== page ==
The present invention is a first step towards automating the analysis of two-channel vectorcardiographic data. Because vector data lends itself to many different types of analysis, it is recognized that different types of circuits will be required to implement the various types of analyses to be performed.
The present application discloses apparatus and method for improved ECG arrhythmia detection utilizing information from two-channel signals. Although this apparatus can, in a particular case, use two of the three channels normally employed for vector cardiography, it is particularly suited, but not limited, to the high-speed analysis of long-term, two-channel ECG magnetic tape recordings (commonly referred to as Holter recordings) of ambulatory and bed-ridden subjects.
In vector cardiography, the tip of the vector which represents the electrocardial potentials typically traces an oval or cardioid trajectory during the course of each ventricular depolarization. Previous clinical studies, using data from three-lead vector cardiograph systems, have indicated the diagnostic value of the maximal QRS and T vectors which are the vectors drawn from the starting point of the loop to the farthest points of the QRS and T loops. The apparatus of the present invention permits measurement and analysis of these maximal vectors.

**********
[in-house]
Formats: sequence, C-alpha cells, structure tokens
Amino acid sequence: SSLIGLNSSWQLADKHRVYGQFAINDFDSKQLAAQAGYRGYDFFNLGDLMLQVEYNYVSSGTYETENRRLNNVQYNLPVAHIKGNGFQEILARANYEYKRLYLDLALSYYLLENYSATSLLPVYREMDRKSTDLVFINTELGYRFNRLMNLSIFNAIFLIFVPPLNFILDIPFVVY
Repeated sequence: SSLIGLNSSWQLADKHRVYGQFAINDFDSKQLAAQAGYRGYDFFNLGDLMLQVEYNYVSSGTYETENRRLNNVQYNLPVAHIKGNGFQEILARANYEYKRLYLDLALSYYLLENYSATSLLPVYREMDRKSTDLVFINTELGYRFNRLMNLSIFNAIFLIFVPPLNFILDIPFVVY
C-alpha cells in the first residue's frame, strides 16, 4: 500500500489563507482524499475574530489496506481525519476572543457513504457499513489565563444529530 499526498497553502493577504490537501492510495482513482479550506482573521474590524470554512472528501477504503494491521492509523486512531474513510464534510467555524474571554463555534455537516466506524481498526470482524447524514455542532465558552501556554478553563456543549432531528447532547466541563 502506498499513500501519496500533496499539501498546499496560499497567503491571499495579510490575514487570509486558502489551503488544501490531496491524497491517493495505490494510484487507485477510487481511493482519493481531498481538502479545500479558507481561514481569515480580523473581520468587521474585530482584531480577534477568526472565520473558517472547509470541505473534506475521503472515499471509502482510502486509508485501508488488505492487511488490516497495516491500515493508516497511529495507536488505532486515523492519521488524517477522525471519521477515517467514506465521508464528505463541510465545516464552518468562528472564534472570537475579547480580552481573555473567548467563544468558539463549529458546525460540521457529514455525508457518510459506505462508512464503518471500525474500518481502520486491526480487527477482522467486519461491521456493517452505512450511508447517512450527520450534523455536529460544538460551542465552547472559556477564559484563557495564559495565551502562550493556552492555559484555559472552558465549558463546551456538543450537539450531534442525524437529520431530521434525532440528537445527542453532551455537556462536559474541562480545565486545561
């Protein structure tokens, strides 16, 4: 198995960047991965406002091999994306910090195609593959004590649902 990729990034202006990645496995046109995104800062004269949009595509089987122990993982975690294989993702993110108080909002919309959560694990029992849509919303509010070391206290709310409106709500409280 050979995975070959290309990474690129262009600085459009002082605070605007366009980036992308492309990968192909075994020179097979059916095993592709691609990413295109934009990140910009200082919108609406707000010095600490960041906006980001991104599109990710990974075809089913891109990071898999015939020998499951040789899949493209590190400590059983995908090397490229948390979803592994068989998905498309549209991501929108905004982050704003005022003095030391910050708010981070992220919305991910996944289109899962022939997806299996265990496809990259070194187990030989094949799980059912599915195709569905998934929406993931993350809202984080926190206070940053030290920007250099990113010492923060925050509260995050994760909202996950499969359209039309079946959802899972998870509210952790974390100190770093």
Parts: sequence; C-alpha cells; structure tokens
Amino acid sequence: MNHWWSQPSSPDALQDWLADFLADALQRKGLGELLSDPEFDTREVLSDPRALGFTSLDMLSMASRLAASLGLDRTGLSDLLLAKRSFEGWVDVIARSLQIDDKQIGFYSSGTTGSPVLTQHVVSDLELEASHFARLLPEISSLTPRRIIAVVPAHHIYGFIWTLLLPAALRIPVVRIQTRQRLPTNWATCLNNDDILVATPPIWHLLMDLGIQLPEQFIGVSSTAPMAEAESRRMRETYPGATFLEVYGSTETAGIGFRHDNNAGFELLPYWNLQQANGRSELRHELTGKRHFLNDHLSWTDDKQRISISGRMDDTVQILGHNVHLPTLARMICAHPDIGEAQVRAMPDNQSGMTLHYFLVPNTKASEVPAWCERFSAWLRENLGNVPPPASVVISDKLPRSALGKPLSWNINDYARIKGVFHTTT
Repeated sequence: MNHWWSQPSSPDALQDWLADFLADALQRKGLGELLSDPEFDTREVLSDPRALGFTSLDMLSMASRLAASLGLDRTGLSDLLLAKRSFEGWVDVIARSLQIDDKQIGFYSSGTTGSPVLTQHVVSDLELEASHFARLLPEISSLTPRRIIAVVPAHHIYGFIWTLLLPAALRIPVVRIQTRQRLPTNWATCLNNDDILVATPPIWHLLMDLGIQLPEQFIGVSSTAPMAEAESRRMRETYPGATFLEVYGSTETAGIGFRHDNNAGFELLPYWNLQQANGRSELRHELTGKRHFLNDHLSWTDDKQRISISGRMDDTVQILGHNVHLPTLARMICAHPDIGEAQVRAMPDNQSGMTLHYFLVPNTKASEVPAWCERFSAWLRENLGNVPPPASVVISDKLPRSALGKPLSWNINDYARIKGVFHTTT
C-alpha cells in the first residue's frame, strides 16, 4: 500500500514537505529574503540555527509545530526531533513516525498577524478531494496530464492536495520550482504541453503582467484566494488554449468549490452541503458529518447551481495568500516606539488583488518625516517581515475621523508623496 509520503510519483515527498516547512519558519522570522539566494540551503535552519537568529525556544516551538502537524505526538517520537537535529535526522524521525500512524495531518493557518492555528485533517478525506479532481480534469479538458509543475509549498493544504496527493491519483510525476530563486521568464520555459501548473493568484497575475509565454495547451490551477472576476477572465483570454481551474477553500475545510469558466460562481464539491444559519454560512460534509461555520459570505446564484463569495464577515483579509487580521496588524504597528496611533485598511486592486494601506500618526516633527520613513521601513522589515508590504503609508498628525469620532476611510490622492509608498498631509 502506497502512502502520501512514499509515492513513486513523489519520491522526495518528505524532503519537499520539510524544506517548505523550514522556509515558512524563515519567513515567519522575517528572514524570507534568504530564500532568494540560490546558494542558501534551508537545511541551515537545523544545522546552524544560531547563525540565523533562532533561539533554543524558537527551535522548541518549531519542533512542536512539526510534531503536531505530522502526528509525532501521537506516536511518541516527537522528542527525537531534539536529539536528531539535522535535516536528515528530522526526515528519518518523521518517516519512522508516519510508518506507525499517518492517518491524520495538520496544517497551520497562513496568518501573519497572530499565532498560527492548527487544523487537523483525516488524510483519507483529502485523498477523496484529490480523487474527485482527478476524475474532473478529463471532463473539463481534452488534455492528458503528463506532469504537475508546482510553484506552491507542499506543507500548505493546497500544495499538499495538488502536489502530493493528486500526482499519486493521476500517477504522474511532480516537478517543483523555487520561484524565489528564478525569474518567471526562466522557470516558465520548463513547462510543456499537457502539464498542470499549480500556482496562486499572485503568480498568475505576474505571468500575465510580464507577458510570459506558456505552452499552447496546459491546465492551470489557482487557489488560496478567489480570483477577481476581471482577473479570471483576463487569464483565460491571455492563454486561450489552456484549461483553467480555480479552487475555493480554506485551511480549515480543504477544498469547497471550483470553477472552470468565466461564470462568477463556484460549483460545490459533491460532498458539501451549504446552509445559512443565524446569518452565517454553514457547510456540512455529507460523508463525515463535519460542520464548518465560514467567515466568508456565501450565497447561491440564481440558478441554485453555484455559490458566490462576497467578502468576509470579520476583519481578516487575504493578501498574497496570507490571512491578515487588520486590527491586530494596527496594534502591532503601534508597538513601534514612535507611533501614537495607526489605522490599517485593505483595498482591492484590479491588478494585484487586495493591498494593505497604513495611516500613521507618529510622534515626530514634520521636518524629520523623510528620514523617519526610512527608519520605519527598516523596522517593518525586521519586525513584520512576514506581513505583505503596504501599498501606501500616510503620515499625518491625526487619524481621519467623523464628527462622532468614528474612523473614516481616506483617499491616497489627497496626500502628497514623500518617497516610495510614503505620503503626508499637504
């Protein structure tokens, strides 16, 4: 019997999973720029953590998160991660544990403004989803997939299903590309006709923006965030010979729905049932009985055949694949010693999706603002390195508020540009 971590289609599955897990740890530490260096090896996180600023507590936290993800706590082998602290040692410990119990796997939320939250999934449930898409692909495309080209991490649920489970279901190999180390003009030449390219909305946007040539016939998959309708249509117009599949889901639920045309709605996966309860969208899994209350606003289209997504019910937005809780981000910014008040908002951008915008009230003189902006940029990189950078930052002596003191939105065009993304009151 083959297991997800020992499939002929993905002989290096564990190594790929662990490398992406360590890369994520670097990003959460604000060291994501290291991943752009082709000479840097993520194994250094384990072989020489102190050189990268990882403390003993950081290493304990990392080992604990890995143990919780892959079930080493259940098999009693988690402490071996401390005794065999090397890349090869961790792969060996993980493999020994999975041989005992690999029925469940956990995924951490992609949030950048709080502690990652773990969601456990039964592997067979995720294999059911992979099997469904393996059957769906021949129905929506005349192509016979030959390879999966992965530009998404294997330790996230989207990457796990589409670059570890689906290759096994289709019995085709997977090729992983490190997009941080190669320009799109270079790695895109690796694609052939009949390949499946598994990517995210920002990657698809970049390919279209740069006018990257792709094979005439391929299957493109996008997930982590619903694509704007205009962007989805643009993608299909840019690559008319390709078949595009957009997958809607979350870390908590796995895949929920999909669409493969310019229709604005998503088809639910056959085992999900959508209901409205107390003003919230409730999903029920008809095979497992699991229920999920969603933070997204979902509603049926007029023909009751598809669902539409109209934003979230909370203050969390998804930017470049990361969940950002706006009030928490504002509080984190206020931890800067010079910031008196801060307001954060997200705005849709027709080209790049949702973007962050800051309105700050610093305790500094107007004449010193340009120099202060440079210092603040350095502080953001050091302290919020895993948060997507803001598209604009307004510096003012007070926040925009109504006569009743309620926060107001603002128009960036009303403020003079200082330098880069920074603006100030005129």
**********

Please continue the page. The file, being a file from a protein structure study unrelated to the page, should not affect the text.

The maximal vector should not be confused with the mean direction which is the vector equal to the sum of all of the instantaneous vectors. The present invention includes apparatus for measuring the angle between the QRS peak vector and the T-wave peak vector. The apparatus can also be used to measure either of these peak vectors separately.
The absolute values of the QRS peak vector, the T-wave peak vector, and their difference are not of prime importance for diagnostic purposes, since the absolute values vary from patient to patient as well as with variations in the positioning of the electrodes on the patient. Instead, in each instance, it is departures from the angles normally observed in a given patient that are diagnostically significant.
The scalar representation of an abnormal supraventricular complex, particularly if nodal-originating, may appear as a bizarre waveform closely resembling a ventricular-originating arrhythmia. However, the relationship between the depolarization potentials represented by the QRS vector forces and the repolarization potential represented by the T vector forces has been proven to be nearly identical for all supraventricular originating complexes, both normal and abnormal. As a result of this fact, a first condition that can be distinguished is whether the ectopic complex is truly of supraventricular origin, the categorization of which includes the normal pacemaker (S-A node) complexes in addition to abnormal atrial and nodal ectopic beats. Thus, it is of utmost importance and utility that the differential vector angle can initially aid in the diagnoses and categorization of supraventricular ectopics, whereas a single (scalar) lead system cannot reliably be used to do so.